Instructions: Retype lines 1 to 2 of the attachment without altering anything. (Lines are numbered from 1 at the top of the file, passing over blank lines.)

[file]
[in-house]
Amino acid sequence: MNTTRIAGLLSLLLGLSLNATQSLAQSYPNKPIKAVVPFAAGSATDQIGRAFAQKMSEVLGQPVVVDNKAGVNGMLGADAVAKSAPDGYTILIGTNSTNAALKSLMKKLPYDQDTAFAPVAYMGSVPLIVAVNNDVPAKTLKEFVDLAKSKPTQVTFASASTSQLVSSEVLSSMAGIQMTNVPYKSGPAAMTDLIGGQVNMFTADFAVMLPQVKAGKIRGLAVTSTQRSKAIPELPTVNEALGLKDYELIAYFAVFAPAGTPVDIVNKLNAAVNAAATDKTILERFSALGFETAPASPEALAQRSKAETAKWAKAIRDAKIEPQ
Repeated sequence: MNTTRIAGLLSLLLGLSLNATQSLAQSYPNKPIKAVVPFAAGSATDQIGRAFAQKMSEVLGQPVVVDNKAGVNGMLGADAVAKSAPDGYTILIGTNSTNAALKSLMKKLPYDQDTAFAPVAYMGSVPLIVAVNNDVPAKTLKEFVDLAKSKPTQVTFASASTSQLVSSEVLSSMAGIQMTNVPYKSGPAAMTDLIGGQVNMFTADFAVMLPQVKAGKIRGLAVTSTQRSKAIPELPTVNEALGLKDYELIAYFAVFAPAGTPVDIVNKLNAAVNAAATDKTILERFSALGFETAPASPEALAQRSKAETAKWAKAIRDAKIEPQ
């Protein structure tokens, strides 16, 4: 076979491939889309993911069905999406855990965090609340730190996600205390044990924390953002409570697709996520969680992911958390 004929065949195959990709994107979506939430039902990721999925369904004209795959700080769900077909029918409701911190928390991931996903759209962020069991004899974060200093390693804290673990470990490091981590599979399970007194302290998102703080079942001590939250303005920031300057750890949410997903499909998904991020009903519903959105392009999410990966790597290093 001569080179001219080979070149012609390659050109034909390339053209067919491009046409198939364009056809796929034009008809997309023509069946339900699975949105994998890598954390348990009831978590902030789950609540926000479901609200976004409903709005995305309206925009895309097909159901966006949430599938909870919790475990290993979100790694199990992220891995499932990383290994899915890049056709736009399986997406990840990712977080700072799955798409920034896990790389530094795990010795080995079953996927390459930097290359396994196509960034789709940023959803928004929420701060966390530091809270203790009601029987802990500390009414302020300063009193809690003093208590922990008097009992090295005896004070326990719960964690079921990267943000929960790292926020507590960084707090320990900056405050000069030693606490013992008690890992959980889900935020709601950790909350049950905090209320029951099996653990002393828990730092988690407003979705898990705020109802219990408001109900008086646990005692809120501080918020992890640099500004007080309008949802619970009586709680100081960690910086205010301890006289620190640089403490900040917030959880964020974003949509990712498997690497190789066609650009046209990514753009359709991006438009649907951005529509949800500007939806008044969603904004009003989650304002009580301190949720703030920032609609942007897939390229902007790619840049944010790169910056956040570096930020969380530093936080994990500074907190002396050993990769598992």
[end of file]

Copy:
[in-house]
Amino acid sequence: MNTTRIAGLLSLLLGLSLNATQSLAQSYPNKPIKAVVPFAAGSATDQIGRAFAQKMSEVLGQPVVVDNKAGVNGMLGADAVAKSAPDGYTILIGTNSTNAALKSLMKKLPYDQDTAFAPVAYMGSVPLIVAVNNDVPAKTLKEFVDLAKSKPTQVTFASASTSQLVSSEVLSSMAGIQMTNVPYKSGPAAMTDLIGGQVNMFTADFAVMLPQVKAGKIRGLAVTSTQRSKAIPELPTVNEALGLKDYELIAYFAVFAPAGTPVDIVNKLNAAVNAAATDKTILERFSALGFETAPASPEALAQRSKAETAKWAKAIRDAKIEPQ